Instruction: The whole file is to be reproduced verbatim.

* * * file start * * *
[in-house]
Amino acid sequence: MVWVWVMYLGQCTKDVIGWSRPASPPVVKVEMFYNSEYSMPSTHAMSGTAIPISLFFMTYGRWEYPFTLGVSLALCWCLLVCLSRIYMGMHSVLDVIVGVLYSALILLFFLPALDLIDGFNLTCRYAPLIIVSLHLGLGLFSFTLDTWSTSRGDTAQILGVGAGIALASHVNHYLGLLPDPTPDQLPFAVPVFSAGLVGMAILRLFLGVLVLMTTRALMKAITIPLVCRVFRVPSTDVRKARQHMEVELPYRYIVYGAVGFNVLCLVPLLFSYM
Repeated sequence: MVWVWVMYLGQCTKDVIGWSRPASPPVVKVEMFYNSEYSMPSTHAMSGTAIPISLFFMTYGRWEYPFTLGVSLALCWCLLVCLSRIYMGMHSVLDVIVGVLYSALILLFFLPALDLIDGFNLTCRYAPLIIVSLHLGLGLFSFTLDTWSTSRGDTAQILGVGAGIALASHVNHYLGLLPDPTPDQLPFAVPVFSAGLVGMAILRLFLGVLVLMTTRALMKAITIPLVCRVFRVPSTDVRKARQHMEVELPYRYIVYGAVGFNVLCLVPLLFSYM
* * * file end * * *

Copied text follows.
[in-house]
Amino acid sequence: MVWVWVMYLGQCTKDVIGWSRPASPPVVKVEMFYNSEYSMPSTHAMSGTAIPISLFFMTYGRWEYPFTLGVSLALCWCLLVCLSRIYMGMHSVLDVIVGVLYSALILLFFLPALDLIDGFNLTCRYAPLIIVSLHLGLGLFSFTLDTWSTSRGDTAQILGVGAGIALASHVNHYLGLLPDPTPDQLPFAVPVFSAGLVGMAILRLFLGVLVLMTTRALMKAITIPLVCRVFRVPSTDVRKARQHMEVELPYRYIVYGAVGFNVLCLVPLLFSYM
Repeated sequence: MVWVWVMYLGQCTKDVIGWSRPASPPVVKVEMFYNSEYSMPSTHAMSGTAIPISLFFMTYGRWEYPFTLGVSLALCWCLLVCLSRIYMGMHSVLDVIVGVLYSALILLFFLPALDLIDGFNLTCRYAPLIIVSLHLGLGLFSFTLDTWSTSRGDTAQILGVGAGIALASHVNHYLGLLPDPTPDQLPFAVPVFSAGLVGMAILRLFLGVLVLMTTRALMKAITIPLVCRVFRVPSTDVRKARQHMEVELPYRYIVYGAVGFNVLCLVPLLFSYM